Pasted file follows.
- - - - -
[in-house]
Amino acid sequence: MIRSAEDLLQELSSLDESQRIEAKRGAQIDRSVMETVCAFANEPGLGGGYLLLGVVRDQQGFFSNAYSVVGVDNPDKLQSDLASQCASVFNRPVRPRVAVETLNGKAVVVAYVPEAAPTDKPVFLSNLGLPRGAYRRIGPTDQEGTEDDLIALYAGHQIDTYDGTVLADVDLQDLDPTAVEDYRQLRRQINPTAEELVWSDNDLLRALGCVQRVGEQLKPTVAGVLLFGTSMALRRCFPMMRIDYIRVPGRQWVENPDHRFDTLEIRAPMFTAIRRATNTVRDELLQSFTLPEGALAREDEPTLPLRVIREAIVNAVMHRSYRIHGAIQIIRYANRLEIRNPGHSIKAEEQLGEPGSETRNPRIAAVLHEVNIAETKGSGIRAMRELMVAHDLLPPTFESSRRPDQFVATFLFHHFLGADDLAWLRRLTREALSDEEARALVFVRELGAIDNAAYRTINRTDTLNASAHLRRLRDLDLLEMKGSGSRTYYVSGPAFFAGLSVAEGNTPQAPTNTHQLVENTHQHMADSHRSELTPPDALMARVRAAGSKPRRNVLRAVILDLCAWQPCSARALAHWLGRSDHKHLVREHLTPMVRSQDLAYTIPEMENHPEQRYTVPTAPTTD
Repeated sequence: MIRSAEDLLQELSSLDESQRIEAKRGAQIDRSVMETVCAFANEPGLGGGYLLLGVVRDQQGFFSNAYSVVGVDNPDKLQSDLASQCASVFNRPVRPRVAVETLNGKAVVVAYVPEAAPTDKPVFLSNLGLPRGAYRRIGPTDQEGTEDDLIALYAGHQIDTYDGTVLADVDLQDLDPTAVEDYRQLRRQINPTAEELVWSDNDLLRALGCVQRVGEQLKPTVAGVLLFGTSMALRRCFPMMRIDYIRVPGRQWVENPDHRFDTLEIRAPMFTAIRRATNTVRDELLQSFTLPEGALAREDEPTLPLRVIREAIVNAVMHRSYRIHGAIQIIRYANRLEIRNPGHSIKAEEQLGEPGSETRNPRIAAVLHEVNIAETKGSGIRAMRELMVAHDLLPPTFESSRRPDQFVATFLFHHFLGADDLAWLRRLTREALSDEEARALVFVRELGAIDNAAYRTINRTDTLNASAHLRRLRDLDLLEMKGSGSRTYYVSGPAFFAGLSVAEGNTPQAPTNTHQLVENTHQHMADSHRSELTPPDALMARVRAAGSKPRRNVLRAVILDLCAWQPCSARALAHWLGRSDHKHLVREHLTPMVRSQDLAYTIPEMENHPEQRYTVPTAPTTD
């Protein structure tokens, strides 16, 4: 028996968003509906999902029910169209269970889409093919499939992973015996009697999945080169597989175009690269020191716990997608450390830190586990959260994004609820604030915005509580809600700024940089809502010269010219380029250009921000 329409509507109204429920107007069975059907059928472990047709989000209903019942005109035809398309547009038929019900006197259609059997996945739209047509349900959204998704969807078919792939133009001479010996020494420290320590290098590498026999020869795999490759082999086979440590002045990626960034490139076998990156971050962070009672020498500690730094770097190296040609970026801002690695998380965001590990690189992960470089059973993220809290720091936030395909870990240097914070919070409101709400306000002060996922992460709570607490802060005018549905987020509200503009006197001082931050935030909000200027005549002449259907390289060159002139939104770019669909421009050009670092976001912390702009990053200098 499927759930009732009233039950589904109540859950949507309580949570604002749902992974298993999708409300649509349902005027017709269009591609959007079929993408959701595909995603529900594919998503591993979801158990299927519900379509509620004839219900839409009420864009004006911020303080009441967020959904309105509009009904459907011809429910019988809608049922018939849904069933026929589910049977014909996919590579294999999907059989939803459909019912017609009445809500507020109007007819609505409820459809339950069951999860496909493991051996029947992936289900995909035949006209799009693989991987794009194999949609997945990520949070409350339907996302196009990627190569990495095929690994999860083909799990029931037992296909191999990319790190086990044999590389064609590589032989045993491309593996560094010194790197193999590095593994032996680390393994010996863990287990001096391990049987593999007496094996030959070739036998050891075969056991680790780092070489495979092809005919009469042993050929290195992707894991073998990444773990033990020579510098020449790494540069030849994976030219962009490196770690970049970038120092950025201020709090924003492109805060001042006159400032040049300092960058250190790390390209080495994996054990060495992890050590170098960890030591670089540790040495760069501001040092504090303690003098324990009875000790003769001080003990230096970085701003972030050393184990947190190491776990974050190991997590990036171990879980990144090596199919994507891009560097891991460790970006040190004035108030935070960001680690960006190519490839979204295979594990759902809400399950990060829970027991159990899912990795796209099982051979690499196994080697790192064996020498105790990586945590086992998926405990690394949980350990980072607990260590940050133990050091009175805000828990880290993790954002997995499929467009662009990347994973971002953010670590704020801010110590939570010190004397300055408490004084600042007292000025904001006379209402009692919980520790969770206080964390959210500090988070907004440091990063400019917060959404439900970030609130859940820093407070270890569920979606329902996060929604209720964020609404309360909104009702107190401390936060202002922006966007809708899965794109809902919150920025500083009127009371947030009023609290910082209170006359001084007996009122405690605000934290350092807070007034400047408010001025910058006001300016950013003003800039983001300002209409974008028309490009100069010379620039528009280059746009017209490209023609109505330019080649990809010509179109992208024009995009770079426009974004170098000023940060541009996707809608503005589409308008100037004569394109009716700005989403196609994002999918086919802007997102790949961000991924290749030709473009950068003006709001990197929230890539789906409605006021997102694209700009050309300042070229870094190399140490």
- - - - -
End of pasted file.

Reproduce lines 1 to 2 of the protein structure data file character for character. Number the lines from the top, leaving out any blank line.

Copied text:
[in-house]
Amino acid sequence: MIRSAEDLLQELSSLDESQRIEAKRGAQIDRSVMETVCAFANEPGLGGGYLLLGVVRDQQGFFSNAYSVVGVDNPDKLQSDLASQCASVFNRPVRPRVAVETLNGKAVVVAYVPEAAPTDKPVFLSNLGLPRGAYRRIGPTDQEGTEDDLIALYAGHQIDTYDGTVLADVDLQDLDPTAVEDYRQLRRQINPTAEELVWSDNDLLRALGCVQRVGEQLKPTVAGVLLFGTSMALRRCFPMMRIDYIRVPGRQWVENPDHRFDTLEIRAPMFTAIRRATNTVRDELLQSFTLPEGALAREDEPTLPLRVIREAIVNAVMHRSYRIHGAIQIIRYANRLEIRNPGHSIKAEEQLGEPGSETRNPRIAAVLHEVNIAETKGSGIRAMRELMVAHDLLPPTFESSRRPDQFVATFLFHHFLGADDLAWLRRLTREALSDEEARALVFVRELGAIDNAAYRTINRTDTLNASAHLRRLRDLDLLEMKGSGSRTYYVSGPAFFAGLSVAEGNTPQAPTNTHQLVENTHQHMADSHRSELTPPDALMARVRAAGSKPRRNVLRAVILDLCAWQPCSARALAHWLGRSDHKHLVREHLTPMVRSQDLAYTIPEMENHPEQRYTVPTAPTTD